I kept talking to myself about the fact that the surgery is over, the radiation is over, and now it is just surveillance. My rational mind knew that, but it wasn't informing the small quivering child within. It decided to keep it on a level that couldn't be reached for awhile. As I drove over to the center, I marveled at my ability to shake and shiver and still drive quite well. I hadn't forgotten the way in the past few months. I had however, gotten a new smaller car, so the drive was a bit more fun. The new car is more sporty and not so grandmotherly. Maybe that was the result of some latent need to feel young and carefree?
As I arrived, I pulled right into the valet parking lane, and turned my fob over like an old pro. I managed to hold the door and the elevator for a woman with a walker. She and I visited on the way up, and I welcomed her warmth and good humor. When I approached the registration desk, they were ready with the dreaded hospital bracelet and page of stickers. I knew the routine. I also knew the volunteers would soon be offering me a cup of tea or whatever I wanted to drink. They are so soothing and caring. It helps.
I waited to be called in, and noted when I had to get on the scale that I had worn my heaviest pair of shoes and a sweater. I was hoping to be down at least ten more pounds by my six month follow up. Not the case. I didn't even ask what my blood pressure was, as the nurse took it. I didn't want to know. I had no problems to report. I was a little worried about an area of hard tissue under my incision, but I would address that with my doctor.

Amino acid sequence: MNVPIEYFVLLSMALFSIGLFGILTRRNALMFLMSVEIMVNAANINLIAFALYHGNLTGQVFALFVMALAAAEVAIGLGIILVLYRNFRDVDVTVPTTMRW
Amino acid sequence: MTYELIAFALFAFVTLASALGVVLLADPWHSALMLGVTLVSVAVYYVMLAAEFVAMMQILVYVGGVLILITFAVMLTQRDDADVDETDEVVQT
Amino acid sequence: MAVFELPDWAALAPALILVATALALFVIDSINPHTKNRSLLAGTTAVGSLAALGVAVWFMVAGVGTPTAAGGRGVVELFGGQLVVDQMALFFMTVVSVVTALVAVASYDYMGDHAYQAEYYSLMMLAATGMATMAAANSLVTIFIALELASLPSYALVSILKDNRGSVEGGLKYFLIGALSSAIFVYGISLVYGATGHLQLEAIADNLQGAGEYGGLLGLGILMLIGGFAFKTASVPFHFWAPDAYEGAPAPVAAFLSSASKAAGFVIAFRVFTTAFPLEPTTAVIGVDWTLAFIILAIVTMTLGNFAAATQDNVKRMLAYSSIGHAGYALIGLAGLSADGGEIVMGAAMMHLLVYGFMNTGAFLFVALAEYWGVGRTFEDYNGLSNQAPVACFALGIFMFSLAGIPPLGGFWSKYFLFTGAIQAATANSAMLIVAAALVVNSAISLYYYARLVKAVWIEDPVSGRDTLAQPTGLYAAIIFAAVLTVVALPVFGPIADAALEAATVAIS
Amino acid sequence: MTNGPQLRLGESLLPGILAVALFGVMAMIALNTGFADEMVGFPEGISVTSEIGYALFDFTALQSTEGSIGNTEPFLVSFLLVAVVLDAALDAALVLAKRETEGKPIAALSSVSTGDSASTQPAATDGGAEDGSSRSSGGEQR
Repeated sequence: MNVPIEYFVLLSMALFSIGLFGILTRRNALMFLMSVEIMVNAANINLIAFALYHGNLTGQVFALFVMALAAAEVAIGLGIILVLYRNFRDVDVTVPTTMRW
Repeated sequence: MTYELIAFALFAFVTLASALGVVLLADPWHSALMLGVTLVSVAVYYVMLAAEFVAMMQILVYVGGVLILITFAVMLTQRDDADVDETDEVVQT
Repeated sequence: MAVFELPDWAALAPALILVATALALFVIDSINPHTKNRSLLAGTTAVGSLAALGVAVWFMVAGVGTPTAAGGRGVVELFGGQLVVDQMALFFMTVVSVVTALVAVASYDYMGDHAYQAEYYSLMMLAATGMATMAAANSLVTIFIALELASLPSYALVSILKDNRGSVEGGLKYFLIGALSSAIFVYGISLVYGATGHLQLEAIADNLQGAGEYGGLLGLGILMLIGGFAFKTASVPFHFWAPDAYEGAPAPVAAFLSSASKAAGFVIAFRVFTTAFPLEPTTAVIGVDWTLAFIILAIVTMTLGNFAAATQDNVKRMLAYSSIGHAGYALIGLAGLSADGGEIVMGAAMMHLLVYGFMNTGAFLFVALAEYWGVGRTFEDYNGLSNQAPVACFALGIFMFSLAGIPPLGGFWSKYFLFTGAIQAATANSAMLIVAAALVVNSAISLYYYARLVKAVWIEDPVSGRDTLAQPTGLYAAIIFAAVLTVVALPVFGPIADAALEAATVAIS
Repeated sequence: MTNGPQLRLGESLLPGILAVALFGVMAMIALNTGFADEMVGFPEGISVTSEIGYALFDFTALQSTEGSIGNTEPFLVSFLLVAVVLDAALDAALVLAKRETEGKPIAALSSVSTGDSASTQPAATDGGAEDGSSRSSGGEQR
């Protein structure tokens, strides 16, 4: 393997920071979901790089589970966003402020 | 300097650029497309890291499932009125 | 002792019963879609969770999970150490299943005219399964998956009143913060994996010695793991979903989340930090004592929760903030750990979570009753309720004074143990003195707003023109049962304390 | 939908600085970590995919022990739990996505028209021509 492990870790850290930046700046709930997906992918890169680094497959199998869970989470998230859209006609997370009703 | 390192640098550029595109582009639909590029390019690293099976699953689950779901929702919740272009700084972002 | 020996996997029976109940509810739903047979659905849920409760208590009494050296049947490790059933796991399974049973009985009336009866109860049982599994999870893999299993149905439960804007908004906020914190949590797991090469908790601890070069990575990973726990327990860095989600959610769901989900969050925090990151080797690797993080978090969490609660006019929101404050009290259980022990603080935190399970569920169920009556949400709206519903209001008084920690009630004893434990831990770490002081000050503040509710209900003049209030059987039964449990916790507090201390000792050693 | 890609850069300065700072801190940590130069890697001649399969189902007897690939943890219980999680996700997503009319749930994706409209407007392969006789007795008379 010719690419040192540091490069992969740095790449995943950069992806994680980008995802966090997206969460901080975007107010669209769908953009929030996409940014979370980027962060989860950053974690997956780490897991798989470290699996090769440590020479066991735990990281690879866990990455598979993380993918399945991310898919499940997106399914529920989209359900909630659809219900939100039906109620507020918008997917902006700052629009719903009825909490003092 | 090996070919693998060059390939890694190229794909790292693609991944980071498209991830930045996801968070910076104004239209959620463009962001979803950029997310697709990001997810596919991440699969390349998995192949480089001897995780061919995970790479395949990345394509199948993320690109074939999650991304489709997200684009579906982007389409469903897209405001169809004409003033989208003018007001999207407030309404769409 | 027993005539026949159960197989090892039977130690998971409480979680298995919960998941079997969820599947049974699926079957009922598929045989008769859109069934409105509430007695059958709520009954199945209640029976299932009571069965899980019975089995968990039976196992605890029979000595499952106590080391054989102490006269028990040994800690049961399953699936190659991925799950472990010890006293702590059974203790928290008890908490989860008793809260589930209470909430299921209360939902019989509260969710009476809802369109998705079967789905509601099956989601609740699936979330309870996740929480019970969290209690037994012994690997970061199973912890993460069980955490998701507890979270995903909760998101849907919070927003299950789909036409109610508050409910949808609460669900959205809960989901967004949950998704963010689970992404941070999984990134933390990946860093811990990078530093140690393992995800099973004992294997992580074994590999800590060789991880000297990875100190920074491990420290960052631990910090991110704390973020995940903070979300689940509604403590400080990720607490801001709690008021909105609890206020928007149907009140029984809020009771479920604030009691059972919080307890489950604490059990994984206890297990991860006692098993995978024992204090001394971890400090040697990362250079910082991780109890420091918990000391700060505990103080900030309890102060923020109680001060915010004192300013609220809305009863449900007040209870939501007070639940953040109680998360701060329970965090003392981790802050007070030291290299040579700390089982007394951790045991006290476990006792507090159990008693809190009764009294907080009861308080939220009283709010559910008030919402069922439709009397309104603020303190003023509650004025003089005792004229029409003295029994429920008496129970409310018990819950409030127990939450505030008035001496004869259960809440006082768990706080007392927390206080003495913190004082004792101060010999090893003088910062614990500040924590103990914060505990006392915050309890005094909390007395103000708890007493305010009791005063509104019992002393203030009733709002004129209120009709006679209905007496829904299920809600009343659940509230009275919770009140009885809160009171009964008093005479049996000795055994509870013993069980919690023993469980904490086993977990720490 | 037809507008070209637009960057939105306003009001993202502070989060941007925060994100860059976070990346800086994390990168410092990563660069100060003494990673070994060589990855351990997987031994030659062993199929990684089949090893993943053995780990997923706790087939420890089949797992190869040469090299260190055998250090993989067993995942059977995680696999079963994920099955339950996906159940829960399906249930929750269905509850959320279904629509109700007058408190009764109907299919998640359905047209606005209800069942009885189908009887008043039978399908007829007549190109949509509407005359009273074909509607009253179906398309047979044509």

I didn't have to wait long for her to arrive. I had opted to slouch in the chair to wait for her instead of sitting on the backless exam table. I was doing my best slouch, when I heard her knock at the door. She entered the room wearing a stylish herringbone wool jacket instead of her usual white coat. That put me at ease instantly. She also had a smile on her face and she looked into my eyes as we spoke.
Our previous encounters before my surgery and just afterward were neither warm or cordial. I thought it was her demeanor, but now I wonder if it was mine, or maybe a combination of a very concerned professional who wanted to do her best job, and a very scared patient. Nonetheless, we had a very nice visit.
She examined me thoroughly on both sides from every angle and told me that she found absolutely no areas of concern. She had the results of my recent labs and she was pleased I was taking vitamin D and was on track with my thyroid medications. We talked a bit more about my plans for follow up with my medical oncologist (I have been dreading that one too).
I was surprised that from this point on, I would only be seeing her at the same time I get my yearly mammogram. It reassured me that I wouldn't have to be monitored as closely as I feared I might.
I don't know if I will ever get used to the idea that I have had breast cancer, but I feel more accepting of it now. I don't wake up every morning in a cold sweat with my heart pumping hard and fast. Some days I can even sleep in. I will never take my health for granted again. I will do what I need to, in order to keep on top of things. I even have a colonoscopy scheduled, and I am not really sweating it. I guess we could call that progress!